I've always liked the word "moribund" and up until the past couple of days, it was a perfect adjective to describe Google Talk. I've had a hard time getting friends and associates interested in using Google's IM client - most claimed they saw nothing there that made them interested in switching.
Answers.com defines moribund as: not growing or changing; without force or vitality
That about sums up the sad state Google Talk had fallen into for me. Only a couple of my geekiest contacts were ever online. Most people stuck with what they had been using - one or more of the standard choices like AIM, Yahoo! IM, or MSN Messenger. For the truly diehard IM'ers, the preference was either GAIM or Trillian. Oh... and then there's Skype.
Given that so many people I correspond with use Gmail, the lack of Google Talk adoption always seemed a bit strange. Recent announcements of federation with Jabber did nothing to really perk up any interest either. It appeared to me, from every indication, that Google Talk had fallen victim to what Joel (on Software) Spolsky calls the Marimba phenomenon. In fact, Joel just invoked that reference in today's post about the recent wave of AJAX-y, Web 2.0 calendars:
"Listen, I know that everybody is saying that the cool thing to do these days is Ship Early and Often, but when you ship half-baked ajax calendars that don't do much and then get Scoble to go nuts about how great they are, well, you're going to have a lot of people like me checking it out and realizing that, for example, no thought whatsoever has gone into printing, which is fine, it's a 1.0 release, but you know what? I'm not going to look at 30 Boxes again -- I've spent enough time evaluating it. G'bye. I've talked about this before -- it's the Marimba phenomenon -- when you get premature publicity, lots of people check out your thing, and it's not done yet, so now most of the people that tried your thing think it's lame, and now you have two problems: your thing is lame and everybody knows it."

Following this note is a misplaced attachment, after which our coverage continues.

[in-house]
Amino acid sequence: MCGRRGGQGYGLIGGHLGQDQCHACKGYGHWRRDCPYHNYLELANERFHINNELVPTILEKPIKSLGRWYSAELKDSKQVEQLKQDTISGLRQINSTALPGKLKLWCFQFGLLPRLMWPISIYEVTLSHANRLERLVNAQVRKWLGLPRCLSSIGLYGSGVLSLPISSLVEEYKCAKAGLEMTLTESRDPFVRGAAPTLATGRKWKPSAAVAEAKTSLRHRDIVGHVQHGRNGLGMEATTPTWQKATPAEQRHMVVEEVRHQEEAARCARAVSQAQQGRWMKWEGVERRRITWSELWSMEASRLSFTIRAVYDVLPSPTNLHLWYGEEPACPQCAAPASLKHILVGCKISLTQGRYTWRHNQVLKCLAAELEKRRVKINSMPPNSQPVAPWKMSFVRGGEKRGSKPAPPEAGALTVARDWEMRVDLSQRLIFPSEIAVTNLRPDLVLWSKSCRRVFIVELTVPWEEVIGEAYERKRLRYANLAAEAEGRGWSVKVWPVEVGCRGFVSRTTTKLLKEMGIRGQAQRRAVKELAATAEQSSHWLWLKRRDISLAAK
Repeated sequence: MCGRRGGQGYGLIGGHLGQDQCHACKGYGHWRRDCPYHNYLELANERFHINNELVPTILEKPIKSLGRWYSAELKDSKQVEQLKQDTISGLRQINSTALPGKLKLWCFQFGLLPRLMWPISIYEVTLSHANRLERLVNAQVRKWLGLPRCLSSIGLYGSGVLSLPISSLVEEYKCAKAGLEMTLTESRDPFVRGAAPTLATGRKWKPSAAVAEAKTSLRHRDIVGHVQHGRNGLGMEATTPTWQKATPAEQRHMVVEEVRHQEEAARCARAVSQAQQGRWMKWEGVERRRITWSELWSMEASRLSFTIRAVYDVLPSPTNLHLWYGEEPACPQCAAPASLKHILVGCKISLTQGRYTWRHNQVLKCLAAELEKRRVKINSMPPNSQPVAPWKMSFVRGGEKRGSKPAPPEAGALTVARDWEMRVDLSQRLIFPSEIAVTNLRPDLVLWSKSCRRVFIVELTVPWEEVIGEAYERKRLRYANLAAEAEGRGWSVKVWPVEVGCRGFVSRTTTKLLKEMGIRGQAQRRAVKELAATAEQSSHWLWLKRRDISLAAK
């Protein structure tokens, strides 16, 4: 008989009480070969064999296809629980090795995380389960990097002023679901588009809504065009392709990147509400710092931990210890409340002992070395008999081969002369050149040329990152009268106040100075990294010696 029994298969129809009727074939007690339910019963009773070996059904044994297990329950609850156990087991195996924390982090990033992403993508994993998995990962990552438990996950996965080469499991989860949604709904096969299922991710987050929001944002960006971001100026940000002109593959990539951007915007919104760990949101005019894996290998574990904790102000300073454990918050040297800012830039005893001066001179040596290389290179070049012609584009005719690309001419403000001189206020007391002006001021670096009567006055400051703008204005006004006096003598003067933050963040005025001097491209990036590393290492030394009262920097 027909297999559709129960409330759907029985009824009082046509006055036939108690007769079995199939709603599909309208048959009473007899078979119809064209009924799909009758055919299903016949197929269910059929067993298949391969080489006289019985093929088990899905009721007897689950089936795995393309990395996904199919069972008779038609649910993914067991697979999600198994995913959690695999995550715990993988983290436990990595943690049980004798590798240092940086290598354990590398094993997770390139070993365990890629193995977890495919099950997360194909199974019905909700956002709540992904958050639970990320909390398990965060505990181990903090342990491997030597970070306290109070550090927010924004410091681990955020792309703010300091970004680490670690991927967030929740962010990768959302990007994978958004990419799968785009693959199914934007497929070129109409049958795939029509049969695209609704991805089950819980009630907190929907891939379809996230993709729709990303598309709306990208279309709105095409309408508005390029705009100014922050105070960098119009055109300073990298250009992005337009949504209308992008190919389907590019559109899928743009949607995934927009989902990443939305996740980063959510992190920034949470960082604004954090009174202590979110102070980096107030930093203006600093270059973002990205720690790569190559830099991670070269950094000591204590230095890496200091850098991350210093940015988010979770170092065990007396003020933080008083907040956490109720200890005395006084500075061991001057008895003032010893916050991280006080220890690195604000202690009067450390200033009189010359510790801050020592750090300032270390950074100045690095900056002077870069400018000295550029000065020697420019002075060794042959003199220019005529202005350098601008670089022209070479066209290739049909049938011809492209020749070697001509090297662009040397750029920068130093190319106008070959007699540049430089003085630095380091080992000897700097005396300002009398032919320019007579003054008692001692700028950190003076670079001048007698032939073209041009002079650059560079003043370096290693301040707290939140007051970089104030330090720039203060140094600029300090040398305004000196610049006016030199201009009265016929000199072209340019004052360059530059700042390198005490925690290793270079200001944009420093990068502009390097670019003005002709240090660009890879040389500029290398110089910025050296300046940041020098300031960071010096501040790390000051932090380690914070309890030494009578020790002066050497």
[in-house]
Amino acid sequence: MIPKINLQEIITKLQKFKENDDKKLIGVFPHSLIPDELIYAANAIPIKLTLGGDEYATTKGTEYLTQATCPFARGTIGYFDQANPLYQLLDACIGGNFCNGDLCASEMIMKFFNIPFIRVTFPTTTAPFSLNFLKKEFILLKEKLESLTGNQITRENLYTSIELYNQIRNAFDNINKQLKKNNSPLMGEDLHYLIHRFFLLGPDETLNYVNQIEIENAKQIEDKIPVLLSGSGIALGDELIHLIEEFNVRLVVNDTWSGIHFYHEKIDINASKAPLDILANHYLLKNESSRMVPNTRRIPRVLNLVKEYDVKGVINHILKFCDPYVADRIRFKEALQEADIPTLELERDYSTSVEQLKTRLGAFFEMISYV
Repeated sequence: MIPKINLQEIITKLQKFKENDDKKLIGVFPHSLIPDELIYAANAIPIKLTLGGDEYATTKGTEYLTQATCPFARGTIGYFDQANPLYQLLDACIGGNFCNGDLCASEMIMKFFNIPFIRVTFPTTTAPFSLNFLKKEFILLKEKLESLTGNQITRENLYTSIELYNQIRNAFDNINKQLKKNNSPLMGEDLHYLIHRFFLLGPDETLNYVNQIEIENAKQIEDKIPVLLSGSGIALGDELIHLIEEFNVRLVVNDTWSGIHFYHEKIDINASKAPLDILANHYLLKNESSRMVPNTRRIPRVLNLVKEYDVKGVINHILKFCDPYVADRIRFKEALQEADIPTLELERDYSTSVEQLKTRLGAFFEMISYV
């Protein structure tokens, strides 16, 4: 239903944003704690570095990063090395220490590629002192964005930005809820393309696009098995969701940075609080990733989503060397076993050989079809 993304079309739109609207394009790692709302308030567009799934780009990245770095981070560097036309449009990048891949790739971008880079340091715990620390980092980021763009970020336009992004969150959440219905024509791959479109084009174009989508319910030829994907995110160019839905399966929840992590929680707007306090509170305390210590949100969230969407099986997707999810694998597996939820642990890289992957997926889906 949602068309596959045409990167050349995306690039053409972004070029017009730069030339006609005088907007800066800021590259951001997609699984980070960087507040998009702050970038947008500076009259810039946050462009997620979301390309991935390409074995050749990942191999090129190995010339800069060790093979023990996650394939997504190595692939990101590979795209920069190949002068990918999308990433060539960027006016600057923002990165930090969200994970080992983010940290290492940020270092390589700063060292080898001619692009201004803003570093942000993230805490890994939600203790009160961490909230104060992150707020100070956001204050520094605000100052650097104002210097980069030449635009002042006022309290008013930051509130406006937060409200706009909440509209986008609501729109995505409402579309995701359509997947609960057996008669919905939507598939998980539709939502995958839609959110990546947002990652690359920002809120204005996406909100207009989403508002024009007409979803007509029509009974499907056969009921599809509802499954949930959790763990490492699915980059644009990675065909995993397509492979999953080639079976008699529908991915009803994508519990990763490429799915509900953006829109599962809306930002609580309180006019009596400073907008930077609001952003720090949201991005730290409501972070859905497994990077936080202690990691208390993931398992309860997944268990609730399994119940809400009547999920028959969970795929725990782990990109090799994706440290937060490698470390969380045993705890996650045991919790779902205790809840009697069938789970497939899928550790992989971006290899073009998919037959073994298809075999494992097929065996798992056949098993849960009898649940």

But then something happened that I haven't seen for a while. A touch of that old Google magic appeared with the appearance of a new Chat category in Gmail and the announcement that Google was rolling out an integrated IM capability for Gmail users that leverages the Google Talk buddy list. Google Talk. Google Talk was suddenly a bit more shiny (in the Firefly sense of the term of course). You don't need Google Talk installed to use Gmail chat but the two work and play together very nicely.
Now you know how Google feature lotto works if you've been using Gmail. Some folks get it right away, others have to wait. Happily, I only had to wait until today. Gmail flashed a new page open to announce to me that I was now chat-enabled and sure enough, there in the sidebar was a new contact list showing my Google Talk buddies and the option to add folks from my Gmail contacts.
The chat is nicely implemented. IM windows sit on top of your Gmail page, display the state of the person you're chatting with (Bob is now typing), and can be popped open into new browser pages. Nothing terribly fancy but the integration with Gmail works. While testing it out yesterday, I saw one of my buddies was present and available so, instead of sending a Gmail message, I initiated a chat session. Gmail dutifully recorded the transcript which is now stored and indexed along with my conventional e-mail correspondence with this person. When I search on his contact record, I see both. It's pretty sweet. One caveat - exit Gmail and you close all of your IM sessions.
Gmail Chat also pops up a contact card when you mouse over a Gmail sender or recipient name, providing a quick way to initiate a new IM session or review prior conversations with that person. So, the bottom line is that Gmail Chat is not likely to switch anyone away from the IM client(s) they're currently using but it adds another dimension to Gmail and provides a kind of immediacy missing from e-mail correspondence. The big win comes from saving the chat transcripts and having the ability to search against them after them the fact in the same environment as mail.
I've just downloaded the new Google Desktop 3 and it's indexing my Tablet PC right now. Once it's finished that task, I'll take a look at its new features (advance warning - the privacy issue is rearing its head all over again) and report back on what I like about the latest version. It looks like it too has a bit more of that old Google magic.